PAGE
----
In addition to a license, you’ll need to apply for a Certificate of Rental Suitability. This is also issued by the Philadelphia Department of Licenses and inspections. You need to provide it every time you decide to rent out a home. It affirms that your property is habitable and up to date with all provisions in the Philadelphia Property Code. It’s free, but you need to get it within 60 days of the date you expect your lease to begin. 

Sign Up for the PGW Landlord Cooperation Program

No one likes surprises. Your tenants won’t like surprises. If there’s a gas shutoff or work needs to be performed near your property, you might want to know about it so your tenants can be informed. If there are collection-related activities at your rental property, you might want to know that, too. A program through Philadelphia Gas Works (PGW) might be just the tool you need. It’s easy to sign up as long as you’re renting out a residential property. This won’t work for you if you’re the customer of record or if you occupy the rental property you own. 

Otherwise, sign up for the Landlord Cooperation Program here. 

Finding and Placing Tenants in Philadelphia 

Once you have the administrative work out of the way, it’s time to get your property onto the rental market and find some residents. How can you get started? We have some ideas.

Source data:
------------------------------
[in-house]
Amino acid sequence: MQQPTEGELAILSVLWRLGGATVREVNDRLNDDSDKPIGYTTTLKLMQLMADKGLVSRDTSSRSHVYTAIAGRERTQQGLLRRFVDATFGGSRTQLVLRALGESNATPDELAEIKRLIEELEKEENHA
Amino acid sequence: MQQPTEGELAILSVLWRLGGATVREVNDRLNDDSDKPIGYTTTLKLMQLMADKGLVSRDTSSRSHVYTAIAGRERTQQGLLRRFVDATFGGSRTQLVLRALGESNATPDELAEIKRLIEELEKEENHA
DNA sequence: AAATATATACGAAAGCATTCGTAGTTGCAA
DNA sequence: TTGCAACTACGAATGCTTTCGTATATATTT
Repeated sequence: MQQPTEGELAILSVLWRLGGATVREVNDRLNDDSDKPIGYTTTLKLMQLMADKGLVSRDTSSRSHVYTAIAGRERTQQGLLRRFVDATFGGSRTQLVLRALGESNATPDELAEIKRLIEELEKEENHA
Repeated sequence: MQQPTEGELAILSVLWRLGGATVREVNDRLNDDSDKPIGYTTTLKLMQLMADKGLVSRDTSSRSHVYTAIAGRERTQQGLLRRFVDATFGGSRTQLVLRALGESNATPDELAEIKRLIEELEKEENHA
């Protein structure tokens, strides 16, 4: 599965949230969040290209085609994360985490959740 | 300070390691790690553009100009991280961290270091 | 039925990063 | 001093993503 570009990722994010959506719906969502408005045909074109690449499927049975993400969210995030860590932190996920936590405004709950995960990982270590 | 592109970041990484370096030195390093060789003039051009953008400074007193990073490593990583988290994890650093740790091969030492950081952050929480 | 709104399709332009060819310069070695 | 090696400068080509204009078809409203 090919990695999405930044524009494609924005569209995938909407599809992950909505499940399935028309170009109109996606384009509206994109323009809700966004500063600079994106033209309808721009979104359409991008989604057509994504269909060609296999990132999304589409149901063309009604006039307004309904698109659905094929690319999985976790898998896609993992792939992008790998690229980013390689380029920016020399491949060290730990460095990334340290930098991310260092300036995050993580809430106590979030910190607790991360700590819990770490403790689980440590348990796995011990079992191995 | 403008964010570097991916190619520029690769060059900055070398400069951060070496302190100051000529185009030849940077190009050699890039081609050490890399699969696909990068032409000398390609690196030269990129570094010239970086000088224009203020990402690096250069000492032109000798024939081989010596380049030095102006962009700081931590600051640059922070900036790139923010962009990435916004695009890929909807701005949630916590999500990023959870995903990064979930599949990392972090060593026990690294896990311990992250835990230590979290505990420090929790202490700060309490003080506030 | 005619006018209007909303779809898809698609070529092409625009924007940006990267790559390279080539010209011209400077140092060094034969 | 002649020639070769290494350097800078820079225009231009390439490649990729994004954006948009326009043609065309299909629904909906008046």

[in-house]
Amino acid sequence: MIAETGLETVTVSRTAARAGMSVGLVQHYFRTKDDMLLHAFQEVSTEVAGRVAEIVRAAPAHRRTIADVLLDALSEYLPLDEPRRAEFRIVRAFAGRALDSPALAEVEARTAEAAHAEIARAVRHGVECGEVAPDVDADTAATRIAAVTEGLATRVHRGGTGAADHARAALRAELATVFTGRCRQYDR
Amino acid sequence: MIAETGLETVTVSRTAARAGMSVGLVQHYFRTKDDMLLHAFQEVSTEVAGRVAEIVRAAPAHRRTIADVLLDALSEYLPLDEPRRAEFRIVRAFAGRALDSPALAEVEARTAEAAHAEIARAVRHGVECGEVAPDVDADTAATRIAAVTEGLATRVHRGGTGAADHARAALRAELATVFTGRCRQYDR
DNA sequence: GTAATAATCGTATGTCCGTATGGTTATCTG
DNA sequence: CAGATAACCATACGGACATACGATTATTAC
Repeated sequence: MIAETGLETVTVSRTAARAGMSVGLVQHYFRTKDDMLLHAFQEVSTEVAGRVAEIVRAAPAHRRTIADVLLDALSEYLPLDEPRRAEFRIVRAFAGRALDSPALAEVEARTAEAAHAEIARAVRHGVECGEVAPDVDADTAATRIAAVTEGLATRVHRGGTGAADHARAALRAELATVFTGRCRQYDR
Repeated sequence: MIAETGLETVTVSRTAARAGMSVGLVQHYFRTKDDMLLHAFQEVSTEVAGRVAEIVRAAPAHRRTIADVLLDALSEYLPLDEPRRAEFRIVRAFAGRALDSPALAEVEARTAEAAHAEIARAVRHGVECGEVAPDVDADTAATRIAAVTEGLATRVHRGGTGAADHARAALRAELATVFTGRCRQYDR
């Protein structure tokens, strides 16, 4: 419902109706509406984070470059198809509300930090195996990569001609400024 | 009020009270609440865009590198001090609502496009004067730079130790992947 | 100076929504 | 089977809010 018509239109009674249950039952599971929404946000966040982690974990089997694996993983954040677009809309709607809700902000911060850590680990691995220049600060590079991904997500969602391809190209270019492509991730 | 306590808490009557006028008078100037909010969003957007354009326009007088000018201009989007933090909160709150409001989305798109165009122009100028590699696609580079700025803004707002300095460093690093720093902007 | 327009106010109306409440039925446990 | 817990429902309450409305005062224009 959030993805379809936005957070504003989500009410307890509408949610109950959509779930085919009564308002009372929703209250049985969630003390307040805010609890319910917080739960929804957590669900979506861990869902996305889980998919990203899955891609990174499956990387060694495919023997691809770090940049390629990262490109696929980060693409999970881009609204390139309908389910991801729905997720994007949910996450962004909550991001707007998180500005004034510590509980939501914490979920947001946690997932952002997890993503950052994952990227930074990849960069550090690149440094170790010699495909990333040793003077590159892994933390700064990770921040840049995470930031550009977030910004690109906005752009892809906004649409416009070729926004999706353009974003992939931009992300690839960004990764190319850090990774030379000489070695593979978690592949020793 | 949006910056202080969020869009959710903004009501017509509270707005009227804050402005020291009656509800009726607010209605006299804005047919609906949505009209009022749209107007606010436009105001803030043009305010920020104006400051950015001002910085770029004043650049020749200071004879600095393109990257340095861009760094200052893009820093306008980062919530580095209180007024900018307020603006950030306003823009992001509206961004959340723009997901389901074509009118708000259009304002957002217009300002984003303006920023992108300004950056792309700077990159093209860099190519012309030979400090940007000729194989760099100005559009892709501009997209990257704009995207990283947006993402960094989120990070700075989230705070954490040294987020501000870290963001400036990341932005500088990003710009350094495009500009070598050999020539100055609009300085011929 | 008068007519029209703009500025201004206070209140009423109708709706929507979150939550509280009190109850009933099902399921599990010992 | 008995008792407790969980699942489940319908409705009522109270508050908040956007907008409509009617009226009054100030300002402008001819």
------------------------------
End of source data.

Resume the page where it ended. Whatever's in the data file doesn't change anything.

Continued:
• Make sure the home is rent-ready. If you’ve passed your inspections and obtained your license, you’re probably in good shape. But, you want your property to be more than maintained. You also want it to look attractive and welcoming. Help it stand out on the rental market with some smart upgrades and updates. 
  • Price your rental property appropriately. Take a look at what similar homes in your area are renting for and attach a rental value that’s competitive and accurate. 
  • Market the property. Create a listing with fantastic photos and concise descriptions. Be sure to follow all fair housing laws, and don’t use language that could be perceived as discriminatory or exclusionary. 
  • Show the home. Be available to prospective tenants who may want to see the home. 

Once applications begin to come in, you’ll need to screen them. This can be tricky if you’ve never been a landlord before. Consider working with a Philadelphia property manager who can help you choose a qualified tenant. You’ll need those resources and that expertise. 

Doing some PaperworkWe know that it’s not easy to become a landlord, and we’re here to support you in whatever way you need us. Whether it’s getting through the paperwork or finding the right tenant, we can be your best and most reliable resources. Contact us at Innovate Realty. We work with investors of all experience levels in the greater Philadelphia metro area as well as surrounding suburban areas in Bucks, Camden, Montgomery, Chester, Burlington, and Delaware County, to the Delaware River.